This absurdly pleasing game was dreamed up during the Parisian Surrealist Movement. There are a variety of approaches. Basically you start with a good-sized piece of paper. Each person writes a phrase or sentence, folds the paper to conceal lines from previous contributors, and passes it on to the next player with only the newest passage revealed. Keep going around until the paper is used up, then read the whole construction aloud.

 

Encounter unexpected poetry

Collect a variety of everyday objects. You might come up with an apple, peanut butter jar, mitten, shoe, flashlight, toy dinosaur, and nightlight. Then label each object by taping a word where it can’t be readily seen, perhaps folding the word to the inside or hiding it underneath. You don’t want the labels to read “apple” or “peanut butter jar.” Instead use unrelated yet evocative words like “beast,” “messenger,” “neck,” “song,” “intention,” and so on.

Each person picks one of the objects and writes a poem fragment leaving a blank for the object. If someone gets stuck, encourage them to simply write two or three adjectives and a verb. You might study the apple, then write, “Red, round _____ crisp on my tongue.” When the apple is turned over, a label reading “silence” transforms the poem fragment into: “Red round silence, crisp on my tongue.”  Or you might pick up the flashlight, write, “High intensity _______ let’s me see where I’m going” only to find that it’s labeled “wrath.” Change word tense to fit the poem fragment as necessary. If inspired, turn the fragment into a longer poem.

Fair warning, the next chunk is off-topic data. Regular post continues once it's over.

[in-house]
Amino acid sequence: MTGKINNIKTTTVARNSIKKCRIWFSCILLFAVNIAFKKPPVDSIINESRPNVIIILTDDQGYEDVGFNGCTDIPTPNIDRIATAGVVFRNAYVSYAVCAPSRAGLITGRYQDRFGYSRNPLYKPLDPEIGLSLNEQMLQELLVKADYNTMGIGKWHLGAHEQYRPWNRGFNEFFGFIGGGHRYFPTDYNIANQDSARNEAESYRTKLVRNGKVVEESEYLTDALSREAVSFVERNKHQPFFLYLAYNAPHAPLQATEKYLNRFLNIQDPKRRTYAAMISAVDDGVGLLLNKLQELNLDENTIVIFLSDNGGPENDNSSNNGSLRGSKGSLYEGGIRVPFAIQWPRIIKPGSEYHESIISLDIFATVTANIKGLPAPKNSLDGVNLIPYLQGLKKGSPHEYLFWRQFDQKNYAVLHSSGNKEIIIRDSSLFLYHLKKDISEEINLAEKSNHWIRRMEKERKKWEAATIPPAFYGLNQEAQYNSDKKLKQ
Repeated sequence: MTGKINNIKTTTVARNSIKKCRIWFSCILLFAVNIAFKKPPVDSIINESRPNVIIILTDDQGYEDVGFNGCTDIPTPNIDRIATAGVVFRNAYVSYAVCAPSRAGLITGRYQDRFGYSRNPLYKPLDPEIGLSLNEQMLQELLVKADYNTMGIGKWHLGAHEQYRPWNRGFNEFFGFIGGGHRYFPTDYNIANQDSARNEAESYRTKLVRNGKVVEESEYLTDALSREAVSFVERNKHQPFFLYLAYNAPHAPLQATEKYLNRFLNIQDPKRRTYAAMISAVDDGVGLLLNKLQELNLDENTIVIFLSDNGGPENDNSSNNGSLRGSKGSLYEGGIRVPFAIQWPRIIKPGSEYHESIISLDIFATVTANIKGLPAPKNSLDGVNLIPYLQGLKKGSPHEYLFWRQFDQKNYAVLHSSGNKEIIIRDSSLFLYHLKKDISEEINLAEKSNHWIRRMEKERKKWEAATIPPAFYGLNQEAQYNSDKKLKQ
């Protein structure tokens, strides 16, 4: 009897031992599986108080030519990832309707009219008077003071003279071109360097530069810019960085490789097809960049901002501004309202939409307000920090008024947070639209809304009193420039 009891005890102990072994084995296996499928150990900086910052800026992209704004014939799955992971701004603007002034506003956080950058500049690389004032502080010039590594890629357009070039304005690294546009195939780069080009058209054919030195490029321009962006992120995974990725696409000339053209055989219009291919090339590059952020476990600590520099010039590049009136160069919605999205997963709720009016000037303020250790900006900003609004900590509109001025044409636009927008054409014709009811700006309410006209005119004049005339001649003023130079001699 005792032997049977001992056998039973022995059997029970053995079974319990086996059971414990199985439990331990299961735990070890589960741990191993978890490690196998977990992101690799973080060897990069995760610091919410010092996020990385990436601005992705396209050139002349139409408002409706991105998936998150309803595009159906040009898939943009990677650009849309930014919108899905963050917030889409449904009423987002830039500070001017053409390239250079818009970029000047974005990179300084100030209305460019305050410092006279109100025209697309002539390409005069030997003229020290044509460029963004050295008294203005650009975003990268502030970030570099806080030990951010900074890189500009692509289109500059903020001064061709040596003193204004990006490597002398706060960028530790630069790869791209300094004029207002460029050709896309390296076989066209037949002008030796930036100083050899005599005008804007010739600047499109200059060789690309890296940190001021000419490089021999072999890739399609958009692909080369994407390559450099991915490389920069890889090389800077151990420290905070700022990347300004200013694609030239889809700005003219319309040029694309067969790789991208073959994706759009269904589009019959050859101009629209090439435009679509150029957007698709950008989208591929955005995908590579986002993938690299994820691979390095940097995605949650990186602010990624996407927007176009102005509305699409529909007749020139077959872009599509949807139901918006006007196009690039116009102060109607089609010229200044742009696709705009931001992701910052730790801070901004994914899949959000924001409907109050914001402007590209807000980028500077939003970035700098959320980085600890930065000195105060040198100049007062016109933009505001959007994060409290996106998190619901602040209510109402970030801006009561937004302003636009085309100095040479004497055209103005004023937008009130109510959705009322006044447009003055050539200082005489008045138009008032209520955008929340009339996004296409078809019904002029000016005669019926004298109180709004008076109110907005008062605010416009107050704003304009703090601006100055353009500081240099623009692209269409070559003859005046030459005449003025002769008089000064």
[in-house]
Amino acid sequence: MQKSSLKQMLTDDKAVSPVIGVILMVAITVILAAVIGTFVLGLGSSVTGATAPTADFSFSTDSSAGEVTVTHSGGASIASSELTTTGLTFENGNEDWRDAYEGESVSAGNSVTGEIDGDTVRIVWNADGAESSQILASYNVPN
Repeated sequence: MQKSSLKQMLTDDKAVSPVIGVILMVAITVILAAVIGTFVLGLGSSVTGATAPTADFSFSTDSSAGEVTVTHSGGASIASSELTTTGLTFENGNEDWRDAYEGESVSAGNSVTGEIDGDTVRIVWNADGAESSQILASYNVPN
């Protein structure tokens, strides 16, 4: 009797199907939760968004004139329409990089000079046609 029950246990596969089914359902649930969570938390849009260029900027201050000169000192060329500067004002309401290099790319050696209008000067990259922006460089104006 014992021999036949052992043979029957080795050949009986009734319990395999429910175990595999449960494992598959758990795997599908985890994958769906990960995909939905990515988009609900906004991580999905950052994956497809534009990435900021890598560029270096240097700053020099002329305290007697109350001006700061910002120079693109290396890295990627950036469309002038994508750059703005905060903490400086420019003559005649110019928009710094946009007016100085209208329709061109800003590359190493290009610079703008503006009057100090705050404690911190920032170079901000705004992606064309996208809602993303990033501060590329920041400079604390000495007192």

Keep a perpetual poem going

There’s something freeing about adding to an evolving verse. There are no rules, only possibilities. Start it with a line stuck with magnets on a file cabinet or fridge door. Or paint a cupboard,  wall, even your car with chalkboard paint  — keeping chalk handy for anyone to use. Or cut strips of paper to leave out in a container next to a jar of markers and a box of poster tack, letting contributors stick the next line right on the wall. In my house we use dry erase markers on a laminated world map mounted in the kitchen.

 

Make collage poems

Collect words and phrases from all sorts of sources such as food containers, magazines, and junk mail. Provide heavy paper or mat board so each person can glue their word choices into a collage poem.

 

Write an erasure poem

Choose a page from a magazine, newspaper, or unwanted book, then blot out some of the words to reveal a new meaning. You can also make erasure poems digitally using the Erasures site via Wave Books. They provide classic texts and the e-tool for erasures. Check out Austin Kleon’s erasure poems in his book Newspaper Blackout.

 

 

Pull a poem from a bag

Romanian poet Tristan Tzara was denounced by his fellow Surrealists when he proposed making a poem by pulling words from a hat.   In 1920 he wrote “Dada Manifesto on Feeble & Bitter Love” which contains these instructions:

To Make a Dadaist Poem

Take a newspaper (or magazine or other printed resource)
Take some scissors.
Choose from this paper an article of the length you want to make your poem.
Cut out the article.
Next carefully cut out each of the words that makes up this article and put them all in a bag.
Shake gently.
Next take out each cutting one after the other.
Copy conscientiously in the order in which they left the bag.
The poem will resemble you.
And there you are – an infinitely original author of charming sensibility, even though unappreciated by the vulgar herd.

 

This article was originally published in Poet’s Quarterly.